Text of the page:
Turning the outside of the cup
Once the inside of the cup is completely finished, the outside can be shaped to match the profile. Try to aim for an even thickness. How thick is up to you. For decorative goblets, translucently thin cups can be produced but for a practical goblet, adequate thickness to prevent the cup leaking is needed so something around 3 – 4mm. Leave enough material at the base of the cup to give adequate support while shaping and sanding. Sand through the grits as before and finish. For goblets intended for use, I use a food safe oil finish. For decorative goblets, finish as before with sanding sealer and wax.
Turning the stem
As with the rest of the goblet, the principle of maintaining support and finishing in stages is applied. This is particularly important with the stem. Aim to finish the stem in inch long sections and once each section is turned to the diameter you are aiming for, move on to the next section. Never attempt to go back once you have removed support by turning down the following section.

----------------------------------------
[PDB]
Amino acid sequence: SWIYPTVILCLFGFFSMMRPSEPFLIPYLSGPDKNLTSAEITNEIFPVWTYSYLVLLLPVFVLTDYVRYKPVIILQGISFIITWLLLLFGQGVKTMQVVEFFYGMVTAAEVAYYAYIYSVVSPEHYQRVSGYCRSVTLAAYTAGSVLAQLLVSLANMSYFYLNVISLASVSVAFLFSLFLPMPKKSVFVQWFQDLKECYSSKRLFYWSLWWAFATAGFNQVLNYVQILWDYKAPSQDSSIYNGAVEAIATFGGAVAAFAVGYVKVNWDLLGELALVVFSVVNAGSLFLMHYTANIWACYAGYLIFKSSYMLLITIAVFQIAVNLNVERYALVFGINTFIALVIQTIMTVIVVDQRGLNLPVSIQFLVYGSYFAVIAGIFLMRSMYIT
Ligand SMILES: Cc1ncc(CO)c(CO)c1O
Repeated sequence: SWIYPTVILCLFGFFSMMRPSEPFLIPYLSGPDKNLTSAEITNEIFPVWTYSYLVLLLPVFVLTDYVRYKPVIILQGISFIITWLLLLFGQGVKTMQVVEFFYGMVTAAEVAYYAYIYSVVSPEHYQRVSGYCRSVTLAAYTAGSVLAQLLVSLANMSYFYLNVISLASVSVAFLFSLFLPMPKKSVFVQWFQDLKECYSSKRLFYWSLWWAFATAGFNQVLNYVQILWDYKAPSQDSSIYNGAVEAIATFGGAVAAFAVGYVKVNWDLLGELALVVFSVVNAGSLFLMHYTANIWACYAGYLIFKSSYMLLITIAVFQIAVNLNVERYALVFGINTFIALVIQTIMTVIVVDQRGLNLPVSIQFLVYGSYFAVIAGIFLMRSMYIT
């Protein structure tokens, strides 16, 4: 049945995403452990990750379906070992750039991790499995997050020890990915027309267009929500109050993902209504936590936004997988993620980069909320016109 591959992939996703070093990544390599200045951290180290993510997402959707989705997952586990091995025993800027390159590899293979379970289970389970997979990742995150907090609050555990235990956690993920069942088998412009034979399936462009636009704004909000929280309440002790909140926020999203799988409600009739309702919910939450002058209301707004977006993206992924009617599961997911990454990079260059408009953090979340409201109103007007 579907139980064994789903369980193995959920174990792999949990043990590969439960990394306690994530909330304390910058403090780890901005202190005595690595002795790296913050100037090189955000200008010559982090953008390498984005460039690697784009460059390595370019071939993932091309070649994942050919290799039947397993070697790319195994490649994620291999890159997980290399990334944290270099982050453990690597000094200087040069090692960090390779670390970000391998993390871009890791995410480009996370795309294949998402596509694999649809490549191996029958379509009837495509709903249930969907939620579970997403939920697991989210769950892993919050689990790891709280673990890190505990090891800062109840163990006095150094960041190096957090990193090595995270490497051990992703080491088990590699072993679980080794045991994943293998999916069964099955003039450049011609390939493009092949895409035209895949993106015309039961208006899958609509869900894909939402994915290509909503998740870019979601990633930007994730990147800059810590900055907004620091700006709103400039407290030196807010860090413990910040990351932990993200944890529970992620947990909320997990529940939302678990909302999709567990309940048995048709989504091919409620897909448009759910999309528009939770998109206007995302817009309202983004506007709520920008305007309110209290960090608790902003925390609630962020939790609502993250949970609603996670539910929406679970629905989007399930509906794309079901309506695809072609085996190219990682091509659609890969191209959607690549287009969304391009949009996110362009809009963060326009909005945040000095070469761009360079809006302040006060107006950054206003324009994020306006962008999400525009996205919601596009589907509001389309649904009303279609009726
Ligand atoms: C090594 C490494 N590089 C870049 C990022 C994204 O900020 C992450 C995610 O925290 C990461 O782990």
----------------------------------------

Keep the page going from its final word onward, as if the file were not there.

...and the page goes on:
My preference is to turn a V detail at the top and bottom of the stem to mark the transition from stem to bowl and stem to foot. The top one is done as the first stage in forming the stem. I use the short point of a skew to form the V. The bottom V is formed as part of the forming of the final section of the stem. I also like to cut a barley twist on some of the goblet stems. For these, I leave the stem a little thicker (around 3/8″ or 10mm)
Next – Cutting a twist stem
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